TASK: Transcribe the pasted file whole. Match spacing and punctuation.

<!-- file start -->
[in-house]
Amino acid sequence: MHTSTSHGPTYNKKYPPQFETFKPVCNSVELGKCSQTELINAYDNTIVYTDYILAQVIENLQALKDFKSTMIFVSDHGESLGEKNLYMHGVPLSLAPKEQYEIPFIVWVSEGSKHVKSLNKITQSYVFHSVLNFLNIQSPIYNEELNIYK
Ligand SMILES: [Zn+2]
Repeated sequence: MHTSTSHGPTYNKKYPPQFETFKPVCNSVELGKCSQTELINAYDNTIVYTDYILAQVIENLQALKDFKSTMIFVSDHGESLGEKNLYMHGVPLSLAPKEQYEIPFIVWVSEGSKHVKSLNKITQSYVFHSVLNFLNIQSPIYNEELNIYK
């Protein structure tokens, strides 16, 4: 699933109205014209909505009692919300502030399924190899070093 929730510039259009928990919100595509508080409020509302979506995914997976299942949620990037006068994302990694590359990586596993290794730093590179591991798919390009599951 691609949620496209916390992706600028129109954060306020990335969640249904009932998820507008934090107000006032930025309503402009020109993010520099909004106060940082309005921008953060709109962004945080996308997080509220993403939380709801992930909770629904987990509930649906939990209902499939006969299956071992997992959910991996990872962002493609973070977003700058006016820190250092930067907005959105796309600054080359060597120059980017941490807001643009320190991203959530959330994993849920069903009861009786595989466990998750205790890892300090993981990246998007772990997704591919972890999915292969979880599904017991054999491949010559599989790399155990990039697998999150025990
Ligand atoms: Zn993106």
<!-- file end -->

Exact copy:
[in-house]
Amino acid sequence: MHTSTSHGPTYNKKYPPQFETFKPVCNSVELGKCSQTELINAYDNTIVYTDYILAQVIENLQALKDFKSTMIFVSDHGESLGEKNLYMHGVPLSLAPKEQYEIPFIVWVSEGSKHVKSLNKITQSYVFHSVLNFLNIQSPIYNEELNIYK
Ligand SMILES: [Zn+2]
Repeated sequence: MHTSTSHGPTYNKKYPPQFETFKPVCNSVELGKCSQTELINAYDNTIVYTDYILAQVIENLQALKDFKSTMIFVSDHGESLGEKNLYMHGVPLSLAPKEQYEIPFIVWVSEGSKHVKSLNKITQSYVFHSVLNFLNIQSPIYNEELNIYK
């Protein structure tokens, strides 16, 4: 699933109205014209909505009692919300502030399924190899070093 929730510039259009928990919100595509508080409020509302979506995914997976299942949620990037006068994302990694590359990586596993290794730093590179591991798919390009599951 691609949620496209916390992706600028129109954060306020990335969640249904009932998820507008934090107000006032930025309503402009020109993010520099909004106060940082309005921008953060709109962004945080996308997080509220993403939380709801992930909770629904987990509930649906939990209902499939006969299956071992997992959910991996990872962002493609973070977003700058006016820190250092930067907005959105796309600054080359060597120059980017941490807001643009320190991203959530959330994993849920069903009861009786595989466990998750205790890892300090993981990246998007772990997704591919972890999915292969979880599904017991054999491949010559599989790399155990990039697998999150025990
Ligand atoms: Zn993106």